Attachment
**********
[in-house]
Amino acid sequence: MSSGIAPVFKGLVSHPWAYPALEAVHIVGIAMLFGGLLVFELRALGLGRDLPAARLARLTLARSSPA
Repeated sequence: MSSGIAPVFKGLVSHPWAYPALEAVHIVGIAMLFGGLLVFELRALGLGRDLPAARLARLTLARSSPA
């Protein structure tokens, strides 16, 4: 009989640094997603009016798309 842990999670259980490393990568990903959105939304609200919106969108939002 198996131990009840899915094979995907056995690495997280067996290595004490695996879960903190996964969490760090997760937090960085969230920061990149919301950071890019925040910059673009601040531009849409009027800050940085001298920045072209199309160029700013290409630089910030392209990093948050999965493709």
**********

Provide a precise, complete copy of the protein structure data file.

[in-house]
Amino acid sequence: MSSGIAPVFKGLVSHPWAYPALEAVHIVGIAMLFGGLLVFELRALGLGRDLPAARLARLTLARSSPA
Repeated sequence: MSSGIAPVFKGLVSHPWAYPALEAVHIVGIAMLFGGLLVFELRALGLGRDLPAARLARLTLARSSPA
């Protein structure tokens, strides 16, 4: 009989640094997603009016798309 842990999670259980490393990568990903959105939304609200919106969108939002 198996131990009840899915094979995907056995690495997280067996290595004490695996879960903190996964969490760090997760937090960085969230920061990149919301950071890019925040910059673009601040531009849409009027800050940085001298920045072209199309160029700013290409630089910030392209990093948050999965493709």